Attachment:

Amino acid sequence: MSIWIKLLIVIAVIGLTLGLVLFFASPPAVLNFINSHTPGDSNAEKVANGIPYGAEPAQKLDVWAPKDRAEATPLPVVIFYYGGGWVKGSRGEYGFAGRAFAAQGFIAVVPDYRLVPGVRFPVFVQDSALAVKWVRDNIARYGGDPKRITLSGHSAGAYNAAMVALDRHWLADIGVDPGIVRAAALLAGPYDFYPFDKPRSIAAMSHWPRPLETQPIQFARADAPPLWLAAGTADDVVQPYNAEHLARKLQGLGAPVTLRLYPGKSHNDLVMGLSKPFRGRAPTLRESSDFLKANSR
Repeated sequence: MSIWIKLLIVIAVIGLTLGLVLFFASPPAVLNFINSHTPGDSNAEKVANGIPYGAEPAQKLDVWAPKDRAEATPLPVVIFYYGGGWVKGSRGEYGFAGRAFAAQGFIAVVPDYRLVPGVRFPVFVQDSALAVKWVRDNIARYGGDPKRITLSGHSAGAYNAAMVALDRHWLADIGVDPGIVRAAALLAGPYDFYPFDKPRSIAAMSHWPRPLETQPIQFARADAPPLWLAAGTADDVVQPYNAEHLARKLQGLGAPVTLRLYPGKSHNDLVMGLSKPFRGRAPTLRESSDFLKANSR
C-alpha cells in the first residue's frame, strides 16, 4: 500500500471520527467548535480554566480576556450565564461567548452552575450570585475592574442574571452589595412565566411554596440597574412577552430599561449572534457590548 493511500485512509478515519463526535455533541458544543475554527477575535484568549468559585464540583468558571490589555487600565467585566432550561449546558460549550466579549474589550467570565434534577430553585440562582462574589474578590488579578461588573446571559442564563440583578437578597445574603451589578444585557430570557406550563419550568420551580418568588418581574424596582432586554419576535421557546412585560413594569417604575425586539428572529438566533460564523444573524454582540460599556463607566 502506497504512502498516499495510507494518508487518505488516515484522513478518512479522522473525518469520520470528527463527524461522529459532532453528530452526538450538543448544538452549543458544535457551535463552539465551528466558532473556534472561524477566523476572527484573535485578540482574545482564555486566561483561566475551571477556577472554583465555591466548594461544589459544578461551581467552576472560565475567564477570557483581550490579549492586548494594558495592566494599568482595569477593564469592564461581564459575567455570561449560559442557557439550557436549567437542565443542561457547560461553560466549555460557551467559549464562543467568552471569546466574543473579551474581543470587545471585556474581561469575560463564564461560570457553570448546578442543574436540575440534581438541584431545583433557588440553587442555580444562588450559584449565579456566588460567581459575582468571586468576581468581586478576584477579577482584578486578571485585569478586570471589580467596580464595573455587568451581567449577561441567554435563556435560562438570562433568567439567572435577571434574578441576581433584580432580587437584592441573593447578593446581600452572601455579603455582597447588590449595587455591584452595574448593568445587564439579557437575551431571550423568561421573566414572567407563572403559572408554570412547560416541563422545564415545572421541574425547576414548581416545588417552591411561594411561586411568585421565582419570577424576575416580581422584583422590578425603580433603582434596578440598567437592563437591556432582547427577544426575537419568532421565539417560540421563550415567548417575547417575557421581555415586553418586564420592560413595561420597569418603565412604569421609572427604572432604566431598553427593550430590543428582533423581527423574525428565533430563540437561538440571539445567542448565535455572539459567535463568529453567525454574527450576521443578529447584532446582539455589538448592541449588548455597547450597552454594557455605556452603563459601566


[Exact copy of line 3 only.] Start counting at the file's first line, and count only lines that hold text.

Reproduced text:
C-alpha cells in the first residue's frame, strides 16, 4: 500500500471520527467548535480554566480576556450565564461567548452552575450570585475592574442574571452589595412565566411554596440597574412577552430599561449572534457590548 493511500485512509478515519463526535455533541458544543475554527477575535484568549468559585464540583468558571490589555487600565467585566432550561449546558460549550466579549474589550467570565434534577430553585440562582462574589474578590488579578461588573446571559442564563440583578437578597445574603451589578444585557430570557406550563419550568420551580418568588418581574424596582432586554419576535421557546412585560413594569417604575425586539428572529438566533460564523444573524454582540460599556463607566 502506497504512502498516499495510507494518508487518505488516515484522513478518512479522522473525518469520520470528527463527524461522529459532532453528530452526538450538543448544538452549543458544535457551535463552539465551528466558532473556534472561524477566523476572527484573535485578540482574545482564555486566561483561566475551571477556577472554583465555591466548594461544589459544578461551581467552576472560565475567564477570557483581550490579549492586548494594558495592566494599568482595569477593564469592564461581564459575567455570561449560559442557557439550557436549567437542565443542561457547560461553560466549555460557551467559549464562543467568552471569546466574543473579551474581543470587545471585556474581561469575560463564564461560570457553570448546578442543574436540575440534581438541584431545583433557588440553587442555580444562588450559584449565579456566588460567581459575582468571586468576581468581586478576584477579577482584578486578571485585569478586570471589580467596580464595573455587568451581567449577561441567554435563556435560562438570562433568567439567572435577571434574578441576581433584580432580587437584592441573593447578593446581600452572601455579603455582597447588590449595587455591584452595574448593568445587564439579557437575551431571550423568561421573566414572567407563572403559572408554570412547560416541563422545564415545572421541574425547576414548581416545588417552591411561594411561586411568585421565582419570577424576575416580581422584583422590578425603580433603582434596578440598567437592563437591556432582547427577544426575537419568532421565539417560540421563550415567548417575547417575557421581555415586553418586564420592560413595561420597569418603565412604569421609572427604572432604566431598553427593550430590543428582533423581527423574525428565533430563540437561538440571539445567542448565535455572539459567535463568529453567525454574527450576521443578529447584532446582539455589538448592541449588548455597547450597552454594557455605556452603563459601566